Intravenous inoculations of from 1 to 3 cc. per kilo of body weight of a bouillon culture of virulent pneumococci produce septicemia and meningitis in dogs.
The injected pneumococci leave the circulation rapidly, but begin to reinvade the blood from 24 to 48 hours later. The septicemia reaches its climax between the 4th and 5th days and then abruptly declines, the blood becoming sterile within from 1 to 3 days after the height of the septicemia is reached.
The initial disappearance of the pneumococci from the circulation has been found to be due to agglutination of the diplococci in the blood stream and accumulation of the clumps in the lungs, liver, spleen, etc.
If the dogs are reinoculated during the ascension of the septicemia, the injected diplococci leave the circulation as rapidly as in normal dogs. Cultures isolated in this stage of the infection, both before and from 3 to 4 hours after the reinoculation, are resistant to the agglutinins and opsonins of immune sera that agglutinate and opsonize the cultures with which the dogs were originally infected. Thus it follows that the pneumococci are able to reinvade the circulation because they have acquired a fastness to the existing antibodies and not because the antibodies have been bound or exhausted.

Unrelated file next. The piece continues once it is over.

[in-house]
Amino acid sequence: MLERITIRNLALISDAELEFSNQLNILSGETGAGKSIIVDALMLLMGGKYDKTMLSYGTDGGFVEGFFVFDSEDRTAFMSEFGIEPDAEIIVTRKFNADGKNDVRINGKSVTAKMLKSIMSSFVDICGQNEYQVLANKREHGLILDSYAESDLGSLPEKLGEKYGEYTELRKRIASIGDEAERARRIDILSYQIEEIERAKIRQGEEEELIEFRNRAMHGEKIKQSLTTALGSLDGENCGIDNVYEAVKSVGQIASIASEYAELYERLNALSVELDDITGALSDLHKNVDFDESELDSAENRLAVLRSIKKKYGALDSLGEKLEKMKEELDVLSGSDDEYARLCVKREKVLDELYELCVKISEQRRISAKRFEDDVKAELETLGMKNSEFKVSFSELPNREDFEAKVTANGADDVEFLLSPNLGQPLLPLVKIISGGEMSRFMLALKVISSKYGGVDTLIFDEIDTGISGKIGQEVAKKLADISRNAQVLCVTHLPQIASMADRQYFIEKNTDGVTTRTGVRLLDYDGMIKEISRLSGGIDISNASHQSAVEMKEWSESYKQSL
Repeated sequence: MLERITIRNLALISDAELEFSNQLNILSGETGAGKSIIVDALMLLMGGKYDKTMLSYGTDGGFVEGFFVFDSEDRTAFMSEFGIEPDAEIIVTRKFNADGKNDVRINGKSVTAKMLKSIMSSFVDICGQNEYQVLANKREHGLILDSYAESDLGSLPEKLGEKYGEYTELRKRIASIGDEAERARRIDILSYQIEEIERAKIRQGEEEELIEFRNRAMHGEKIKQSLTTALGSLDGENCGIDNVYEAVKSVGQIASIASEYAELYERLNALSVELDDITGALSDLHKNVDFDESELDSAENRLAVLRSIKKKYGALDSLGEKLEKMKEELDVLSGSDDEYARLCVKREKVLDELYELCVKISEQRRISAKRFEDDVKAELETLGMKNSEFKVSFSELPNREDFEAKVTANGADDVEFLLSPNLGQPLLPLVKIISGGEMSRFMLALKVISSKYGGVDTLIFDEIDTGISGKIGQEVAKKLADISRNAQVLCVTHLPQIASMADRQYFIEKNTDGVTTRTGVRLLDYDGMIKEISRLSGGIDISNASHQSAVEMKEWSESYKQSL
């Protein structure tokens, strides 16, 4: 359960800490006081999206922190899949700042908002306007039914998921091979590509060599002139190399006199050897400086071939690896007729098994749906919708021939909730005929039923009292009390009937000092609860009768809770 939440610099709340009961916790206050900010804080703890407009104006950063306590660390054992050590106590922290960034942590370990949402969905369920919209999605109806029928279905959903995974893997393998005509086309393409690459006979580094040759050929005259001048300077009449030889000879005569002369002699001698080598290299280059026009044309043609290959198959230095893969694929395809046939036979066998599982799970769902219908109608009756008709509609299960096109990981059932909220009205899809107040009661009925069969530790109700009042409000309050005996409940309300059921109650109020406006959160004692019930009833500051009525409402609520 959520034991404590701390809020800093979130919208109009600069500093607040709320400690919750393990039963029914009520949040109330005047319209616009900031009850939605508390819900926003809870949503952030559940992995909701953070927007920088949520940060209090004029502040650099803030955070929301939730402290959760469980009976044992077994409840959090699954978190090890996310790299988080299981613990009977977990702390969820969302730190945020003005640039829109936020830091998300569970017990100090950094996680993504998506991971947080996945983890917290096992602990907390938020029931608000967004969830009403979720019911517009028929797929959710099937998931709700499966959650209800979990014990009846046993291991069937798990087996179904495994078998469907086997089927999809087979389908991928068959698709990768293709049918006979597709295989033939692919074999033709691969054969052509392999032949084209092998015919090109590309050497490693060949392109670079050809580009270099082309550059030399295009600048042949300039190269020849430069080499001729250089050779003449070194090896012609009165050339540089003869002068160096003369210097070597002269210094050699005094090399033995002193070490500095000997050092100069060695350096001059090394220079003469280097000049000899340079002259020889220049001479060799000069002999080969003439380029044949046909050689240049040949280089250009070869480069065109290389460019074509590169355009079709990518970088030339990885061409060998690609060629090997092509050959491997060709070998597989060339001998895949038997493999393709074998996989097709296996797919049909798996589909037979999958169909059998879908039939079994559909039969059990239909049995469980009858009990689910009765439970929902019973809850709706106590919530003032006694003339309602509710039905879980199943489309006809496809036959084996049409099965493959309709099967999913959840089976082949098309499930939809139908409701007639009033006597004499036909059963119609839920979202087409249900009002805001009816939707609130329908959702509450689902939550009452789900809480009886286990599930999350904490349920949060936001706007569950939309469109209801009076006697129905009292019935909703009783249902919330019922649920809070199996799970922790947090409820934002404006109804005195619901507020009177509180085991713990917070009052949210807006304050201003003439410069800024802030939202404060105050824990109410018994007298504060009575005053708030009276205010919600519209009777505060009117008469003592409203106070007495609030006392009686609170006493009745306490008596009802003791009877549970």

By reinoculating dogs at the time of the crisis in the septicemia it has been shown that the agglutination of the pneumococci is more rapid and complete and that the diplococci leave the circulation much more rapidly than in normal dogs. Hence acquired antibodies are operative within the animals at this time although they cannot be demonstrated in vitro until from 24 to 48 hours later.
Pneumococci isolated as the infection is subsiding are more susceptible to the action of immune sera than the original cultures injected.
It is probable that all the dogs would have survived the infection if a meningitis had not developed.
In the acutely fatal cases of meningitis few pneumococci are phagocyted, while in the milder and convalescent cases much phagocytosis occurs.
It is suggested that the incubation period of infectious diseases is due to the fact that the infecting agents must become adapted to the adverse conditions encountered in the newly infected host before they can multiply sufficiently to produce the symptoms of disease. It is further suggested that epidemics may arise because the infectious agent is passed from person to person in the ascending stage of the disease and thus enters new hosts in a state of maximum resistance to the natural antibodies of such individuals. When early contacts are avoided, epidemics tend to subside because the infectious agent is weakened by the action of acquired antibodies during the period of convalescence.